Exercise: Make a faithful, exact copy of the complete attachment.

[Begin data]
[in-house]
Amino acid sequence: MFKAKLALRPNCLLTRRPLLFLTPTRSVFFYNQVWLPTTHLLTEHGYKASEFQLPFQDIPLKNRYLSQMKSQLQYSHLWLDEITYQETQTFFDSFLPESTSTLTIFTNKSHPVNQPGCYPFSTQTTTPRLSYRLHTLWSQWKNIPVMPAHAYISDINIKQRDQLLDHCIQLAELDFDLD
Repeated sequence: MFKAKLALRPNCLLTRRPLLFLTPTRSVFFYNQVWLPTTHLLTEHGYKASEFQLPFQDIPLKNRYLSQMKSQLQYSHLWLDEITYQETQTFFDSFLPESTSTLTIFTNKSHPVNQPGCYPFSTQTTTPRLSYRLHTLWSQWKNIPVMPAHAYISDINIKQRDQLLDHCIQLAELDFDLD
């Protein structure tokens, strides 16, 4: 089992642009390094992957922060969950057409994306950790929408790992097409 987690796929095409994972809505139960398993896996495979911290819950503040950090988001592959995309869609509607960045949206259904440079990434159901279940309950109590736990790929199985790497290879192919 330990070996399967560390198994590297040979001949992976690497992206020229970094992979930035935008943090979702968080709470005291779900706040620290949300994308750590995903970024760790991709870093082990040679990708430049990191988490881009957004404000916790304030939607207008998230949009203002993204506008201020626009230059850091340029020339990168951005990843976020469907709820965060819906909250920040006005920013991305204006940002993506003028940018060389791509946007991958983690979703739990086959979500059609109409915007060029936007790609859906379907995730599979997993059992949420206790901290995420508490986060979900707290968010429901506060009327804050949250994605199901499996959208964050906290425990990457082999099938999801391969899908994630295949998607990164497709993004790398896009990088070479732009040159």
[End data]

[in-house]
Amino acid sequence: MFKAKLALRPNCLLTRRPLLFLTPTRSVFFYNQVWLPTTHLLTEHGYKASEFQLPFQDIPLKNRYLSQMKSQLQYSHLWLDEITYQETQTFFDSFLPESTSTLTIFTNKSHPVNQPGCYPFSTQTTTPRLSYRLHTLWSQWKNIPVMPAHAYISDINIKQRDQLLDHCIQLAELDFDLD
Repeated sequence: MFKAKLALRPNCLLTRRPLLFLTPTRSVFFYNQVWLPTTHLLTEHGYKASEFQLPFQDIPLKNRYLSQMKSQLQYSHLWLDEITYQETQTFFDSFLPESTSTLTIFTNKSHPVNQPGCYPFSTQTTTPRLSYRLHTLWSQWKNIPVMPAHAYISDINIKQRDQLLDHCIQLAELDFDLD
């Protein structure tokens, strides 16, 4: 089992642009390094992957922060969950057409994306950790929408790992097409 987690796929095409994972809505139960398993896996495979911290819950503040950090988001592959995309869609509607960045949206259904440079990434159901279940309950109590736990790929199985790497290879192919 330990070996399967560390198994590297040979001949992976690497992206020229970094992979930035935008943090979702968080709470005291779900706040620290949300994308750590995903970024760790991709870093082990040679990708430049990191988490881009957004404000916790304030939607207008998230949009203002993204506008201020626009230059850091340029020339990168951005990843976020469907709820965060819906909250920040006005920013991305204006940002993506003028940018060389791509946007991958983690979703739990086959979500059609109409915007060029936007790609859906379907995730599979997993059992949420206790901290995420508490986060979900707290968010429901506060009327804050949250994605199901499996959208964050906290425990990457082999099938999801391969899908994630295949998607990164497709993004790398896009990088070479732009040159």